NIVS Immunization Excellence Awards: The National Influenza Vaccine Summit (NIVS) is soliciting candidates for the 2012 NIVS Immunization Excellence Awards. The 2012 awards recognize individuals and organizations that have made extraordinary contributions towards improved adult, and/or childhood influenza vaccination rates within their communities during the 2011-2012 influenza season. National winner and honorable mention recipients will be selected for each award category. The winners will be presented with their awards at the NIVS meeting in Atlanta, Georgia on May 15-17, 2012. National winners in each category will be invited to present their programs at the NIVS meeting.
There are four categories of award recognition:
- Overall Season Activities (activities related to early season and later season).
- Health-care Personnel Campaign (community or institutional-based activities).
- Immunization Coalitions/Public Health/Community Campaign (programs conducted within states and communities that demonstrate strong public and private collaboration).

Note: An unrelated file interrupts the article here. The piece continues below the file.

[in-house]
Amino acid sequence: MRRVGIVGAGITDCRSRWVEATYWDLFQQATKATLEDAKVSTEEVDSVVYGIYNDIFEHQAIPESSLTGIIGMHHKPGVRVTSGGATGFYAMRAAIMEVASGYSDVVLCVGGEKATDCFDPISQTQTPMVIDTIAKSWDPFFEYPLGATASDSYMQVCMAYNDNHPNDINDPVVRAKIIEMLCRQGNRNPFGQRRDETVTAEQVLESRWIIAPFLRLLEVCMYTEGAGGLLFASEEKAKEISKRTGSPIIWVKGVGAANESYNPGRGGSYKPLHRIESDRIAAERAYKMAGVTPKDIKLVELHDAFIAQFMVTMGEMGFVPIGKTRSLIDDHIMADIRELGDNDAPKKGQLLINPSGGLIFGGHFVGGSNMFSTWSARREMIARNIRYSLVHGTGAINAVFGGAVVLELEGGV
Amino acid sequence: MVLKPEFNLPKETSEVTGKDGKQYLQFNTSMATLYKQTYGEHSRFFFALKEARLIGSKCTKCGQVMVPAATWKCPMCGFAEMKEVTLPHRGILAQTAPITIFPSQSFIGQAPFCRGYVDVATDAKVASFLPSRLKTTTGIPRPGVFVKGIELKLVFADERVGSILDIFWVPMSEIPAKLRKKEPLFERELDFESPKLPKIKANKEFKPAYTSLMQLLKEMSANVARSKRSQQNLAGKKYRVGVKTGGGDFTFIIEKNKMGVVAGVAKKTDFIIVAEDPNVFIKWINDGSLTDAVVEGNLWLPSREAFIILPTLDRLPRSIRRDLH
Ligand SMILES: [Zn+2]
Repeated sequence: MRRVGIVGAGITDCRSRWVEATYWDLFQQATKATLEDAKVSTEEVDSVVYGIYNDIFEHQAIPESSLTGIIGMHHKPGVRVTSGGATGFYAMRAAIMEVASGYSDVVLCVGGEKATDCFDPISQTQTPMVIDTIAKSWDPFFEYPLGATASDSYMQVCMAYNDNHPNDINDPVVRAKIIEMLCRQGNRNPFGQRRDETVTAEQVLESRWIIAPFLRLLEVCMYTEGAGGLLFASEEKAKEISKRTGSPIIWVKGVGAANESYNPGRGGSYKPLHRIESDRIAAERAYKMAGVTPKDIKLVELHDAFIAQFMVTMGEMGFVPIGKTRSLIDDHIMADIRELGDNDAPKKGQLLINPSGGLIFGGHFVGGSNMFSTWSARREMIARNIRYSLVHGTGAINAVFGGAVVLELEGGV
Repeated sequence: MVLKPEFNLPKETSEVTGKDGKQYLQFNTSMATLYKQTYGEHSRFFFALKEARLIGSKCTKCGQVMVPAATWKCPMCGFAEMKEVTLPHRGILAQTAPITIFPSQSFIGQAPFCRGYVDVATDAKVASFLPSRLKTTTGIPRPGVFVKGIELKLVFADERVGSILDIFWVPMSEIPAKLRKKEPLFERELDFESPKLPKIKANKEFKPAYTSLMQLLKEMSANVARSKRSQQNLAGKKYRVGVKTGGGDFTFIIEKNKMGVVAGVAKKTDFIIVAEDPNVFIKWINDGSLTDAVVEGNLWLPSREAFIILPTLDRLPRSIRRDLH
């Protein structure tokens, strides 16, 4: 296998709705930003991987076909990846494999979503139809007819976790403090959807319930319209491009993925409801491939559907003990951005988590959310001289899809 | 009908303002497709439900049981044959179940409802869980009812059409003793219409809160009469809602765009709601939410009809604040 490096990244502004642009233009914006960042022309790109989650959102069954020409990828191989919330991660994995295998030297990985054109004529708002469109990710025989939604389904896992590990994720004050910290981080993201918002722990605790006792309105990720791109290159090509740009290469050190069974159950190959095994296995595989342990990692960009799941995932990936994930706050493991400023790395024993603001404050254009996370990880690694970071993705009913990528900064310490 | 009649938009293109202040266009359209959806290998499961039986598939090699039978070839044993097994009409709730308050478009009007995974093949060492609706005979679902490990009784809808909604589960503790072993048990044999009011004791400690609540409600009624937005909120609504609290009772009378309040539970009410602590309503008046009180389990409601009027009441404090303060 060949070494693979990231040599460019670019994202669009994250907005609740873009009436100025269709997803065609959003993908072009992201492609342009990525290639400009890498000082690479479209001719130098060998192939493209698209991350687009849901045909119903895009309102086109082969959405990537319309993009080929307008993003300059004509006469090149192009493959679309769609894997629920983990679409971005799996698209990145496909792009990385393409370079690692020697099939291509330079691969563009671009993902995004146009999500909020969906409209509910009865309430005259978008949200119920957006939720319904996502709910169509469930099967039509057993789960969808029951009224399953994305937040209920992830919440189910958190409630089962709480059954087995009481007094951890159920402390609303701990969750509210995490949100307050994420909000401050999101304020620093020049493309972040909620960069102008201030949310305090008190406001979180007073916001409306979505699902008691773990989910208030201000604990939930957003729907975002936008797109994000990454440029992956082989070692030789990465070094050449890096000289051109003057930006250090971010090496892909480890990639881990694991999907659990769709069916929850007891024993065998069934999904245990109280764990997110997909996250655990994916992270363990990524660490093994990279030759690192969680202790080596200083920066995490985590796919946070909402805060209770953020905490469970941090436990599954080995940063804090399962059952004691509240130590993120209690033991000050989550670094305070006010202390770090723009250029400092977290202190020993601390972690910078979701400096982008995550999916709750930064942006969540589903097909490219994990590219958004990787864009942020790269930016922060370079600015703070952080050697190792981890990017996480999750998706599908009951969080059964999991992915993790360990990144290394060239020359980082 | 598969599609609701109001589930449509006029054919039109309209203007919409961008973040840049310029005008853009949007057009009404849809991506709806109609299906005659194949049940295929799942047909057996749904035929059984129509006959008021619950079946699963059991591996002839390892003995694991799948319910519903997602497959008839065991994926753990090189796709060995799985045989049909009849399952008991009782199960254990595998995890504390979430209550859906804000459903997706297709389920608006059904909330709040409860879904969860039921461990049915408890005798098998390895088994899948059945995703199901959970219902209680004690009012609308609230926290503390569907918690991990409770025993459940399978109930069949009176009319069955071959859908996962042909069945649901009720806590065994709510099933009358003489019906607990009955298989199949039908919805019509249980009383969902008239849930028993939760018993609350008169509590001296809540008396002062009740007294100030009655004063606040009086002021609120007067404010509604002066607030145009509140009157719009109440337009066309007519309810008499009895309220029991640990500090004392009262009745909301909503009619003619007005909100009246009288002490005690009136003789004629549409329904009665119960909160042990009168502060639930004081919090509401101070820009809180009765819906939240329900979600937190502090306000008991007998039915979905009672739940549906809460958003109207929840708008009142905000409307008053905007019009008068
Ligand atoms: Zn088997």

- Corporate Campaign (programs developed by communication/public relations organizations and/or supported by manufacturers, distributors, or other for-profit entities (such as multi-practice site companies).
Nominations must be received by COB March 2, 2012. Please visit the online nomination form for additional information.
CDC Job Openings: CDC is committed to recruiting and hiring qualified candidates for a wide range of immunization and other positions. Researchers, Medical Officers, Epidemiologists, and other specialist are often needed to fill positions within CDC. For a current listing, including international opportunities, please visit CDC's employment web page.
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This page last modified on February 15, 2013
Content last reviewed on March 5, 2012
Content Source: National Center for Immunization and Respiratory Diseases